Chris is divorced and in love with Larry's wife, Rachel. Larry, after losing his job, his body and periodically his mind to the illness, has expressed the wish to die. Chris plans to oblige him. This much you know practically from the first chapter of Jon Hassler's book The Love Hunter. Hassler, a Minnesota novelist, died last March of a Parkinson's-like illness.
Chris, a school psychologist, is not a criminal type by any ordinary standard. He can be careless: he nearly shot off his friend's head during their first hunting expedition. He was responsible for his ex-wife's dog getting killed in traffic, though he has a good explanation for it.
Rachel (for the most part) and their son Bruce are devoted to Larry in his illness. Her relationship with Larry's best friend is complicated. Larry needs Chris, but Chris' attentions toward Rachel strain Larry's already fragile mental state. Rachel, an actress, keeps Chris guessing. He figures once Larry is out of the way the problem will be solved.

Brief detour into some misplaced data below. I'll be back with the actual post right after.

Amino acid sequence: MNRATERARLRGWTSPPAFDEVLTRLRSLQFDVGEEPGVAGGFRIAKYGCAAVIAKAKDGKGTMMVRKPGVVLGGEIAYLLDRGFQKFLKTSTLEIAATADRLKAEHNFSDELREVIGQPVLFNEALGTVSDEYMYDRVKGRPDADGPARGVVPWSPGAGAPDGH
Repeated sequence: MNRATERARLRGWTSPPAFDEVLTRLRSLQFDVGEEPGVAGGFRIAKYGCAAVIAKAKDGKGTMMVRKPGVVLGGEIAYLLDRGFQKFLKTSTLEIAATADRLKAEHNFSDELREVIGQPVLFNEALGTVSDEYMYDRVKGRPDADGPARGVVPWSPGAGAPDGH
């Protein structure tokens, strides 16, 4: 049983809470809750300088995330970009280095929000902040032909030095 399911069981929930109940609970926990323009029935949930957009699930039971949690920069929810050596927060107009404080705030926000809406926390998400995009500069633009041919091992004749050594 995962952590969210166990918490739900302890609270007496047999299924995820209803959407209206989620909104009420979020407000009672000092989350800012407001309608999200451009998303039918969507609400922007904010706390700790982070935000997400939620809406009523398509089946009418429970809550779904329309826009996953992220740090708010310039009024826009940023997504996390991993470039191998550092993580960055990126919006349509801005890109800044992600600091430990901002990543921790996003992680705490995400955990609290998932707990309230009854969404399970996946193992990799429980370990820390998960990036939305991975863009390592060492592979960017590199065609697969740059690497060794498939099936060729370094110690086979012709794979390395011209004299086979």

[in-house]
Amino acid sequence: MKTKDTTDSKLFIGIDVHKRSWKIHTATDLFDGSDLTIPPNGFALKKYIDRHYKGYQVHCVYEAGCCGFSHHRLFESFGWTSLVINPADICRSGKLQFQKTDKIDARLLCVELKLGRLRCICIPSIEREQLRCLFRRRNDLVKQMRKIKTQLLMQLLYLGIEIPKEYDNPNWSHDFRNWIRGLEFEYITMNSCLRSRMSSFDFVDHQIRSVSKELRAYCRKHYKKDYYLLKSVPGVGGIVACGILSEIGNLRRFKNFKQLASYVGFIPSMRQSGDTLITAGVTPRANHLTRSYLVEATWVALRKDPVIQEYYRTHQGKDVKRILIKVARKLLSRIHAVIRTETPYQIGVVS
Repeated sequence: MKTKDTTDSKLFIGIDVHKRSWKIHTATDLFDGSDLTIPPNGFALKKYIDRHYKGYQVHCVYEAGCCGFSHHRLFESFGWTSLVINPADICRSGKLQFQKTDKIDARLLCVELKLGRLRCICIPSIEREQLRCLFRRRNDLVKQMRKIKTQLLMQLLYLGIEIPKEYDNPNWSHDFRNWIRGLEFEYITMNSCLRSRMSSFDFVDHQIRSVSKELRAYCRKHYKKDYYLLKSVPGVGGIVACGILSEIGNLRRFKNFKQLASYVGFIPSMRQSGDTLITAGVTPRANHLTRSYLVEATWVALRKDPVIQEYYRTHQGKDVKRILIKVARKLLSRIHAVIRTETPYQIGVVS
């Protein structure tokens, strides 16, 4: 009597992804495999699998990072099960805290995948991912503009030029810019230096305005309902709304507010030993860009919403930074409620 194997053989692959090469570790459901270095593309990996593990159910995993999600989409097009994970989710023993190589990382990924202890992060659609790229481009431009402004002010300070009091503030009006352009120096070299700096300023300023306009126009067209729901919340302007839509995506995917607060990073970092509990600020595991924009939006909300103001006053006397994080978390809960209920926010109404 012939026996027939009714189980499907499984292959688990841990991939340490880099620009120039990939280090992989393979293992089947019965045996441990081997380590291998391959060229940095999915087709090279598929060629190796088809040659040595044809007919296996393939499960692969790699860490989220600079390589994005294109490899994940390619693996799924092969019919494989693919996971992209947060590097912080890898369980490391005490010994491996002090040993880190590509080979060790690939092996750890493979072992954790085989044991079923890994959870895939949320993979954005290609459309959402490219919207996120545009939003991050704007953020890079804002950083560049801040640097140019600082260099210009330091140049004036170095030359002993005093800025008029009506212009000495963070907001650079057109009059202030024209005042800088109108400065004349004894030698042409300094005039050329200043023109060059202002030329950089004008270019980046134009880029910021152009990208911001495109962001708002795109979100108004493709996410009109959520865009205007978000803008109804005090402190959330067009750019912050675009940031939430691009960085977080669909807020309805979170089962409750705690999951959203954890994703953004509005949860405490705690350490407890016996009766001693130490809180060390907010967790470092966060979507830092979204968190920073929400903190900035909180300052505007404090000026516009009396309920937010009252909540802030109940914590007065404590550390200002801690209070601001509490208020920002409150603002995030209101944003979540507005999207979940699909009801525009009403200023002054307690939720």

The book is a dialogue on love, and Chris and Rachel have different theories. Rachel sees a continuity between what her husband was and what he is by now with love as the constant. Chris, who admits to his emptiness, sees love as a blind attraction.
Love, according to Chris, was that heedless dash toward what we believe is the source of our happiness, never mind if the source proves, when we get there, to be nothing but a squawk box.The details of the story are precious. This is a messy illness, and Larry's grief is harrowing. Chris wants to keep things in hand, but events never go according to plan. And life itself will intervene in a very satisfying manner.